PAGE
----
Plus, editorial blogs often have the goal of reporting on facts in a more neutral way by presenting many sides of a topic. Company blogs are interested in giving the company’s perspective, to encourage readers’ interest in it.
A great example of a company blog is Whole Story, the blog by Whole Foods.
Another popular company blog is Richard Branson’s blog. He’s the CEO of Virgin Airlines. His blog includes personal stories, but it’s housed on the Virgin website and ultimately he’s always connected to his company when he writes.
As you can see, blog topics can cross over between all three of these blog types. After you choose the type of blog you want to create, you need to pick your niche.
Here are major blog niches you’ll find when you do searches on search engines like Google:
- Lifestyle blogs
- Interior design blogs
- News blogs
- Fashion blogs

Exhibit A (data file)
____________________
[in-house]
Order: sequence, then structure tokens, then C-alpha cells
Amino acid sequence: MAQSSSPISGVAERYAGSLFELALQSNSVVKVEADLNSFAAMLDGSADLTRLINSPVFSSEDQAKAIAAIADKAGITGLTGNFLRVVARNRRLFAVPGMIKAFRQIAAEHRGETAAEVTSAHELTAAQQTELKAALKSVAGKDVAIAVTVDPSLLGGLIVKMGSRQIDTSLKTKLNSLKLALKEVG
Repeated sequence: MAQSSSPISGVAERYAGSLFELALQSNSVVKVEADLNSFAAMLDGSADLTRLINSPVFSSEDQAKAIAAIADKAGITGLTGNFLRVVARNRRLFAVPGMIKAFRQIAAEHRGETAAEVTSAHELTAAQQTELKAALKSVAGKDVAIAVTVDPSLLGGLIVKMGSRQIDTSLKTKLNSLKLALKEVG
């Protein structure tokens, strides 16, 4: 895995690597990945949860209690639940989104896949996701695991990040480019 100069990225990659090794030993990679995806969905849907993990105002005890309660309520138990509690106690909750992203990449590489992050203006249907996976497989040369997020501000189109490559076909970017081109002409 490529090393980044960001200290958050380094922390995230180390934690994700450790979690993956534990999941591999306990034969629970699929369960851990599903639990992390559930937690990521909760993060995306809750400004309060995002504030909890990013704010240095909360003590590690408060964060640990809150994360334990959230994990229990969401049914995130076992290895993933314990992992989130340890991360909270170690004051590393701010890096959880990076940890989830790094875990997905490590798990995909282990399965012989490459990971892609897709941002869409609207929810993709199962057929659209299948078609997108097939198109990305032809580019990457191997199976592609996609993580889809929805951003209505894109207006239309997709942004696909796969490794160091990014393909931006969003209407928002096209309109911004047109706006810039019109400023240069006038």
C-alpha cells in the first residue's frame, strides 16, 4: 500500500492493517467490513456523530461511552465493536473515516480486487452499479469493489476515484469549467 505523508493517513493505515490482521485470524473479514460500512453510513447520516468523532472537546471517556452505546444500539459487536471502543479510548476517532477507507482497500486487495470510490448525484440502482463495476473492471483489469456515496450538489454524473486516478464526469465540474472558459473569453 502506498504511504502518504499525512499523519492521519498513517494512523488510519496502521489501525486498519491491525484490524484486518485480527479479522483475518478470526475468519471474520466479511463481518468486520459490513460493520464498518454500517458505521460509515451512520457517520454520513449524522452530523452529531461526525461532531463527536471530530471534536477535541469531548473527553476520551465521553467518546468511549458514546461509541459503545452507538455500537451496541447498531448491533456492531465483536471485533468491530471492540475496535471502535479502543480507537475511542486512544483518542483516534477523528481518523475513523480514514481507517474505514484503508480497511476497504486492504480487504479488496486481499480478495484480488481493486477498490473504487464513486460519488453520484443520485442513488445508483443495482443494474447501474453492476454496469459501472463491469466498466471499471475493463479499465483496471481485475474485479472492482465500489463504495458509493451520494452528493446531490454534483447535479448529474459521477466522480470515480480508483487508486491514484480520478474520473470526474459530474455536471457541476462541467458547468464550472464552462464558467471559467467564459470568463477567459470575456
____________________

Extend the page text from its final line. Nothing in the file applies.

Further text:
- Travel blogs
- Food blogs
- Technology blogs
- Car blogs
- Gaming blogs
- Movie blogs
- Book blogs
- Health and Fitness blogs
- Sports blogs
- DIY blogs
- Relationship blogs
- Parenting blogs
- Pet blogs
- Finance blogs
- Real estate blogs
- Political blogs
How to Choose the Blogging Definition that Works for You
Here are some questions to ask yourself when you’re trying to settle on the best type of blog for your goals:
- Do I want my perspective to be personal; neutral; or specific to my company?
- What topics do I want to cover on my blog?
- Do I want to do lots of research and reporting for my blog?
- Am I willing to do factchecking for my blog?
- How much of myself and my life do I want to share on my blog?
- Can my blog include lots of sources, such as other people’s brands or links to their websites?
- Is my ultimate goal with my blog to get people interested in my company or product?
Hopefully that helps you understand the blogging definition and how you can redefine it for your needs!